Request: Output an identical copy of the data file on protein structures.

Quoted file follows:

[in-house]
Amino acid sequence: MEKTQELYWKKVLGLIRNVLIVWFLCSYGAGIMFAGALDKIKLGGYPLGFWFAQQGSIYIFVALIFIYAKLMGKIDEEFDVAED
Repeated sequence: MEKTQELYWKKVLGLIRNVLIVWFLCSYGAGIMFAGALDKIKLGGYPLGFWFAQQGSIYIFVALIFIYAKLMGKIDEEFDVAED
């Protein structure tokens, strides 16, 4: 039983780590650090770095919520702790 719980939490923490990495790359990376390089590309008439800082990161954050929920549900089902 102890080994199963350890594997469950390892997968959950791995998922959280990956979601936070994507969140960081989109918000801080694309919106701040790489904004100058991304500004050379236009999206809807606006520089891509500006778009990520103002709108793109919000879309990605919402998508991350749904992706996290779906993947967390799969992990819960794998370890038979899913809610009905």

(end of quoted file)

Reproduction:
[in-house]
Amino acid sequence: MEKTQELYWKKVLGLIRNVLIVWFLCSYGAGIMFAGALDKIKLGGYPLGFWFAQQGSIYIFVALIFIYAKLMGKIDEEFDVAED
Repeated sequence: MEKTQELYWKKVLGLIRNVLIVWFLCSYGAGIMFAGALDKIKLGGYPLGFWFAQQGSIYIFVALIFIYAKLMGKIDEEFDVAED
């Protein structure tokens, strides 16, 4: 039983780590650090770095919520702790 719980939490923490990495790359990376390089590309008439800082990161954050929920549900089902 102890080994199963350890594997469950390892997968959950791995998922959280990956979601936070994507969140960081989109918000801080694309919106701040790489904004100058991304500004050379236009999206809807606006520089891509500006778009990520103002709108793109919000879309990605919402998508991350749904992706996290779906993947967390799969992990819960794998370890038979899913809610009905």